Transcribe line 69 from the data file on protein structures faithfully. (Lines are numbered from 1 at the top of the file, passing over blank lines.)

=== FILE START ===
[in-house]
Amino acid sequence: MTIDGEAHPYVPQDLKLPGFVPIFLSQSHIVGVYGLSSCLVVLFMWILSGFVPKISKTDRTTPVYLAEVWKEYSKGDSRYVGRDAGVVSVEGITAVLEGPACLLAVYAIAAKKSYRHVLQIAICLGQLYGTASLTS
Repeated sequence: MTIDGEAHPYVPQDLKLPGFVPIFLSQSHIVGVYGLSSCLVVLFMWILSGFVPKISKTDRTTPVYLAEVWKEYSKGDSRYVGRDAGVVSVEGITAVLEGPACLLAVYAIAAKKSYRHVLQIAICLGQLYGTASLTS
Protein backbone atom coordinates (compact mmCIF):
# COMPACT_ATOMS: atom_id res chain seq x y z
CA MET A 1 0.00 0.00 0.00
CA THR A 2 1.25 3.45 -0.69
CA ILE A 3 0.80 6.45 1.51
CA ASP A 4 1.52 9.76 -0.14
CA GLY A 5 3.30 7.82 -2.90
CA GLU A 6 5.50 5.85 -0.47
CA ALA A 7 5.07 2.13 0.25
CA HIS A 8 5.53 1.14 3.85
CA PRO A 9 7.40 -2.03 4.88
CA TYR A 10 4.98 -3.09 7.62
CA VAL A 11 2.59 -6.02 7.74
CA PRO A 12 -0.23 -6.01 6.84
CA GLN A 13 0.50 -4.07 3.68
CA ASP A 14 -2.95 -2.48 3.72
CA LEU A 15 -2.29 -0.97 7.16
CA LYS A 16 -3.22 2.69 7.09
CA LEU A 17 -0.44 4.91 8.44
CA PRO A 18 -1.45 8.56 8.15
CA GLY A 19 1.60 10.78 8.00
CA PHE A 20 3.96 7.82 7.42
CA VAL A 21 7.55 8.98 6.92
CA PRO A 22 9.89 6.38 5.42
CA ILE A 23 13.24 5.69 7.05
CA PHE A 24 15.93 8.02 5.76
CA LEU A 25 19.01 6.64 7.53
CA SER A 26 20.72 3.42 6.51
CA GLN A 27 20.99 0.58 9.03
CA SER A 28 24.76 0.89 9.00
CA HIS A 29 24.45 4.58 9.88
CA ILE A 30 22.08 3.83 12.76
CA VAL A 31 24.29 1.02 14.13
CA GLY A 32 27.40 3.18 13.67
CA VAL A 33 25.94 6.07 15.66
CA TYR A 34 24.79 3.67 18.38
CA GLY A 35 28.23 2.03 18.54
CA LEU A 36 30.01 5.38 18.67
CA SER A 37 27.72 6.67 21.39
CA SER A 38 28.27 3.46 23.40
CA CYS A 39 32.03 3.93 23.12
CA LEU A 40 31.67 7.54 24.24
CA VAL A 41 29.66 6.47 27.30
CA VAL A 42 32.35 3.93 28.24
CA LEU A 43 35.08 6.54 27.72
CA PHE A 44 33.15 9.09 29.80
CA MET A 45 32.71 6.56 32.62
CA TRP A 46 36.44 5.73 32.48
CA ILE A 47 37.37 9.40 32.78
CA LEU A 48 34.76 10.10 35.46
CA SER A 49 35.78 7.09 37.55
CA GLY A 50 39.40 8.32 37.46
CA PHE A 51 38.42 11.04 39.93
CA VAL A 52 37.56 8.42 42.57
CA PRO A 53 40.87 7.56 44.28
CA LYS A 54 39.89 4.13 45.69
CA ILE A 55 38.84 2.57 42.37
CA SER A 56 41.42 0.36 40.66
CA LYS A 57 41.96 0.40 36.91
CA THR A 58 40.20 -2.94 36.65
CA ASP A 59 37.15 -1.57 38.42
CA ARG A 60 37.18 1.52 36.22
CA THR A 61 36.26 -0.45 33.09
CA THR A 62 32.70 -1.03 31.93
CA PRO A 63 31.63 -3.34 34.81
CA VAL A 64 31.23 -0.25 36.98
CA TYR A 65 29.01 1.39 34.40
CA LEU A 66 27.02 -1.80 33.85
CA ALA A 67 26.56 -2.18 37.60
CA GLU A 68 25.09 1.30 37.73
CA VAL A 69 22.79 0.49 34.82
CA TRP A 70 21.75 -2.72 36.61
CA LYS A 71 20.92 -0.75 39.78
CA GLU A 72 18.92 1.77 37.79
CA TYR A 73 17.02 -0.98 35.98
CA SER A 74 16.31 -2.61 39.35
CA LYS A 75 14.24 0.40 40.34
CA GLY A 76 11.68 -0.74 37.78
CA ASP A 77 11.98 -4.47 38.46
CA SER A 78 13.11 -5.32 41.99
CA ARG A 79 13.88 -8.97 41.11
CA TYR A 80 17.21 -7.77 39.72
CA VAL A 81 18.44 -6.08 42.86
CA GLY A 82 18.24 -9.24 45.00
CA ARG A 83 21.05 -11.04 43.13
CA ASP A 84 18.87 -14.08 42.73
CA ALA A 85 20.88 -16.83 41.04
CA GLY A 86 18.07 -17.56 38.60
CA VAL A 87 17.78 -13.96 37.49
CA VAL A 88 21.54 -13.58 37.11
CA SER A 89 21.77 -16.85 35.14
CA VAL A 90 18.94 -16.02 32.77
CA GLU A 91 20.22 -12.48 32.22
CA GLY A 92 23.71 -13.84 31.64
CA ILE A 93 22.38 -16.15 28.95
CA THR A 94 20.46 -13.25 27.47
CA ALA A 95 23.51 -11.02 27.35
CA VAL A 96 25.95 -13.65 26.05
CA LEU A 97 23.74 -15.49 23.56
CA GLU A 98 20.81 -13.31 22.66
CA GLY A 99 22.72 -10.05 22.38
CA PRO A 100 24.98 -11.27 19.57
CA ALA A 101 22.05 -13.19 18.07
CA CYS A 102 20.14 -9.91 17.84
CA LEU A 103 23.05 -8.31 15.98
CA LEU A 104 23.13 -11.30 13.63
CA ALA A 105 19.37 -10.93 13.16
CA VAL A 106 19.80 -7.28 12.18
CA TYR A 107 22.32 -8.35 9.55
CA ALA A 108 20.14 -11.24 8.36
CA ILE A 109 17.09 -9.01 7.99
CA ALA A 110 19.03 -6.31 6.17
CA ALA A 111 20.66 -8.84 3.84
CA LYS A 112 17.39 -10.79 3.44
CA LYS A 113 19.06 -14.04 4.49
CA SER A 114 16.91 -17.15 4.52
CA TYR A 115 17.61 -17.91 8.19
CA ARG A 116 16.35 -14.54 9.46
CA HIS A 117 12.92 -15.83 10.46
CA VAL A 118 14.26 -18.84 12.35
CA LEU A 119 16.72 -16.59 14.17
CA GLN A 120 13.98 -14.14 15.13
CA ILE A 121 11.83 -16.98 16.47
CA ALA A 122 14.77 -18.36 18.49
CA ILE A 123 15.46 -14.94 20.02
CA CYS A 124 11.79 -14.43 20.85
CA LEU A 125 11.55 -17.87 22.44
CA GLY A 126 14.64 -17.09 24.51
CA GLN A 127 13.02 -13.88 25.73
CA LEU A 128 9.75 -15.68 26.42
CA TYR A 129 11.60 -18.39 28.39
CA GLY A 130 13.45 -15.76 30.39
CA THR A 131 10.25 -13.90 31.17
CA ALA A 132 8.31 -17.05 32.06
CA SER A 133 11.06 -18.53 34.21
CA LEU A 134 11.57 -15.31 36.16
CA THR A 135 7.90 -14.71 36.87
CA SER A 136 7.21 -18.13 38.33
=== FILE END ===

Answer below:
CA VAL A 64 31.23 -0.25 36.98